Published Online: March 24, 2016. doi:10.1001/jamaoto.2015.3038.
Author Contributions: Dr D’Souza had full access to all of the data in the study and takes responsibility for the integrity of the data and the accuracy of the data analysis.
Study concept and design: D’Souza, Luginbuhl, Goldman, Curry, Cognetti.
Acquisition, analysis, or interpretation of data: D’Souza, Goldman, Heller, Curry, Cognetti.
Drafting of the manuscript: D’Souza, Luginbuhl, Goldman, Curry, Cognetti.
Critical revision of the manuscript for important intellectual content: Luginbuhl, Goldman, Heller, Curry, Cognetti.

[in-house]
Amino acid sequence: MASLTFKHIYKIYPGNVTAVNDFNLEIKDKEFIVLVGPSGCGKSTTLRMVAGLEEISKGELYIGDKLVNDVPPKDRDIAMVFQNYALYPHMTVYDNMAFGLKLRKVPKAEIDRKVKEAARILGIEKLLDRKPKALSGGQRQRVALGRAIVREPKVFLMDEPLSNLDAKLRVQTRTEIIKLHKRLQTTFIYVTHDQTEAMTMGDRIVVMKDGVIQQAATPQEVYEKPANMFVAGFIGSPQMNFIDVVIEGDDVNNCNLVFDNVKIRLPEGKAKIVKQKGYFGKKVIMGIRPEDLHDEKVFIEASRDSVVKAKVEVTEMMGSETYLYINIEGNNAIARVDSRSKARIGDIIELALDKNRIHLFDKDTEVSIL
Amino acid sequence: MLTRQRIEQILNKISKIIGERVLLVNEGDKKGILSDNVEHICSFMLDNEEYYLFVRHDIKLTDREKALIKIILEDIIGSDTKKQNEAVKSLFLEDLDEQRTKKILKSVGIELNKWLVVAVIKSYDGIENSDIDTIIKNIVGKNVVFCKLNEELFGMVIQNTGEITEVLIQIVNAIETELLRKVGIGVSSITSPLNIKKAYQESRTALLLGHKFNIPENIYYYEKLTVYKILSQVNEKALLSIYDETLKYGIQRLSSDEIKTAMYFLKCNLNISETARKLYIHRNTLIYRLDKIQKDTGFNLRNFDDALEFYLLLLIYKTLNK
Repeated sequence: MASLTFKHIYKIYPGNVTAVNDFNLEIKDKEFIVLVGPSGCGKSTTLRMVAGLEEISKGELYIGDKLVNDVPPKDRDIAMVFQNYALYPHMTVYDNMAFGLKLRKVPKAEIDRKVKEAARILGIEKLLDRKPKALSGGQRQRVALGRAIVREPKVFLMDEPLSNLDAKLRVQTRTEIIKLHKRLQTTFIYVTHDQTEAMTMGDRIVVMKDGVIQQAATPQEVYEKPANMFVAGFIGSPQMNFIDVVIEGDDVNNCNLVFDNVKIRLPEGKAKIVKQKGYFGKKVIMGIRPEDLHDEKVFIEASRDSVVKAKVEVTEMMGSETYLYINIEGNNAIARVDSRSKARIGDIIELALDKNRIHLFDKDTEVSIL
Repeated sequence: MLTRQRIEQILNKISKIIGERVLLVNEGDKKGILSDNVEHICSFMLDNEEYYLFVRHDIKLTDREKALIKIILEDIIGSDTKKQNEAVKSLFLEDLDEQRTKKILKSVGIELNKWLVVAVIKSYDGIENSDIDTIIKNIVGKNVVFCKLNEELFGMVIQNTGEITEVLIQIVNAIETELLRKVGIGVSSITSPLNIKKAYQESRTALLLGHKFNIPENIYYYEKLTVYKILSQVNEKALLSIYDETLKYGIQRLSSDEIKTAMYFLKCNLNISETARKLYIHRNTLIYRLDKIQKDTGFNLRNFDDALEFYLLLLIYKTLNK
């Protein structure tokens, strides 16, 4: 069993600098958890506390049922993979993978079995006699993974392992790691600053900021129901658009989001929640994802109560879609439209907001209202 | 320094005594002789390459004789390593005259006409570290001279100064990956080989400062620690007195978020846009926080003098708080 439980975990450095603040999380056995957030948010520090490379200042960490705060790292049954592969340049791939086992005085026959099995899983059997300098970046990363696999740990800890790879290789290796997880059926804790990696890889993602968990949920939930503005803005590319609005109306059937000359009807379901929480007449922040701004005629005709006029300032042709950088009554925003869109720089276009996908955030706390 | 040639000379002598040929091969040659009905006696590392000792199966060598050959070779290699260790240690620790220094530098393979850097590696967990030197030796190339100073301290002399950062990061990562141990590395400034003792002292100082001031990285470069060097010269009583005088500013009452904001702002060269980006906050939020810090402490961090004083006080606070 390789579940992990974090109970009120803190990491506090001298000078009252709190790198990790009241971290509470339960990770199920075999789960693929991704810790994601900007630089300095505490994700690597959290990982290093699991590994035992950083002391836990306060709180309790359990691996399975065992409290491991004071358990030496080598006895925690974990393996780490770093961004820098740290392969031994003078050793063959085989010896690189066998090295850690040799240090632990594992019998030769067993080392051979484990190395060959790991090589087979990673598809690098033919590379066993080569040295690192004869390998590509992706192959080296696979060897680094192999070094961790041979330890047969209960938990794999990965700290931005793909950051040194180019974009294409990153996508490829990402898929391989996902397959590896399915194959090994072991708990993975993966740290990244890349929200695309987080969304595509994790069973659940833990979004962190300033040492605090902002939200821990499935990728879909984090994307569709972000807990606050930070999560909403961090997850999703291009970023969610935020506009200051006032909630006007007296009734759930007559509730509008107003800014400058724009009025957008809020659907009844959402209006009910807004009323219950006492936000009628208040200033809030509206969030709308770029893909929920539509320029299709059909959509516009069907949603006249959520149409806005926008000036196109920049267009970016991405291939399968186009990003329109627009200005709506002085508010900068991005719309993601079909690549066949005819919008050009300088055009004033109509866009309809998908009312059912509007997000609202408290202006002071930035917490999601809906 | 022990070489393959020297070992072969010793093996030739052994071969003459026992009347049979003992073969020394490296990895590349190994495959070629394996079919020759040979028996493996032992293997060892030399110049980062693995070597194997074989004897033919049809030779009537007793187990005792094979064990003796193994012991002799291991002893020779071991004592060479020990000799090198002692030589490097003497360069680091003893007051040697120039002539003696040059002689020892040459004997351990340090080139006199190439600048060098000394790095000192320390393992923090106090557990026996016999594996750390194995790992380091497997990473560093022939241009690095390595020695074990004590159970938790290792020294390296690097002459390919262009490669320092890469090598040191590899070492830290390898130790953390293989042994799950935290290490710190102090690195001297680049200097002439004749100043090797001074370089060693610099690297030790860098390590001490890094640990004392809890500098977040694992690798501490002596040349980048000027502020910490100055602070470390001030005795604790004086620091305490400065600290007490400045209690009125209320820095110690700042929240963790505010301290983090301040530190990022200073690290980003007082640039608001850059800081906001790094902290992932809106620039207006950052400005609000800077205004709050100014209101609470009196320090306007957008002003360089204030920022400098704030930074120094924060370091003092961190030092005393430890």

Statistical analysis: Luginbuhl, Cognetti.
Administrative, technical, or material support: D’Souza, Curry, Cognetti.
Study supervision: Luginbuhl, Goldman, Heller, Cognetti.
Conflict of Interest Disclosures: None reported.
Previous Presentation: This research was presented as a poster at the 2014 American Head and Neck Society Meeting; July 28-30, 2014; New York, New York.
Create a personal account or sign in to: